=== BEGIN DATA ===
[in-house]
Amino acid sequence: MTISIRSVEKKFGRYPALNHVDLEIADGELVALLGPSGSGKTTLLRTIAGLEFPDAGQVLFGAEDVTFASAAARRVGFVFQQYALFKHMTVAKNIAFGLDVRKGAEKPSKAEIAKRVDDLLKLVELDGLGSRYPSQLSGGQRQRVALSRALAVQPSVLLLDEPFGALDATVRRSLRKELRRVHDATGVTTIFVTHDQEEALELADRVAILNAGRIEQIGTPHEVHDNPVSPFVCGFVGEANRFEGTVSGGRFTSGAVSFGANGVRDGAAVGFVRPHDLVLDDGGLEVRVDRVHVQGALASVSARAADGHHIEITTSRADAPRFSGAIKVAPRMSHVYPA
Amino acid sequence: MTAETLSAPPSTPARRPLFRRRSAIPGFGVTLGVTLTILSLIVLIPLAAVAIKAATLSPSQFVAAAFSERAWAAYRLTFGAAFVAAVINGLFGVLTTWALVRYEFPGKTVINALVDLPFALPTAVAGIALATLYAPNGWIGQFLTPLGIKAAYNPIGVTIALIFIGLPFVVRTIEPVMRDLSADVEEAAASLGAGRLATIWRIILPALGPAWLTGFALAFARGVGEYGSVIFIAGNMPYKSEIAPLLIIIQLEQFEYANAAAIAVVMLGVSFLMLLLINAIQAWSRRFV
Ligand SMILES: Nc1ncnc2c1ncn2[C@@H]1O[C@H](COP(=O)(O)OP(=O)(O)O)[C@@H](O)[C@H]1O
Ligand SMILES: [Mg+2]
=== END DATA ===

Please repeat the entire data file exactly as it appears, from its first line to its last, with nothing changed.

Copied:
[in-house]
Amino acid sequence: MTISIRSVEKKFGRYPALNHVDLEIADGELVALLGPSGSGKTTLLRTIAGLEFPDAGQVLFGAEDVTFASAAARRVGFVFQQYALFKHMTVAKNIAFGLDVRKGAEKPSKAEIAKRVDDLLKLVELDGLGSRYPSQLSGGQRQRVALSRALAVQPSVLLLDEPFGALDATVRRSLRKELRRVHDATGVTTIFVTHDQEEALELADRVAILNAGRIEQIGTPHEVHDNPVSPFVCGFVGEANRFEGTVSGGRFTSGAVSFGANGVRDGAAVGFVRPHDLVLDDGGLEVRVDRVHVQGALASVSARAADGHHIEITTSRADAPRFSGAIKVAPRMSHVYPA
Amino acid sequence: MTAETLSAPPSTPARRPLFRRRSAIPGFGVTLGVTLTILSLIVLIPLAAVAIKAATLSPSQFVAAAFSERAWAAYRLTFGAAFVAAVINGLFGVLTTWALVRYEFPGKTVINALVDLPFALPTAVAGIALATLYAPNGWIGQFLTPLGIKAAYNPIGVTIALIFIGLPFVVRTIEPVMRDLSADVEEAAASLGAGRLATIWRIILPALGPAWLTGFALAFARGVGEYGSVIFIAGNMPYKSEIAPLLIIIQLEQFEYANAAAIAVVMLGVSFLMLLLINAIQAWSRRFV
Ligand SMILES: Nc1ncnc2c1ncn2[C@@H]1O[C@H](COP(=O)(O)OP(=O)(O)O)[C@@H](O)[C@H]1O
Ligand SMILES: [Mg+2]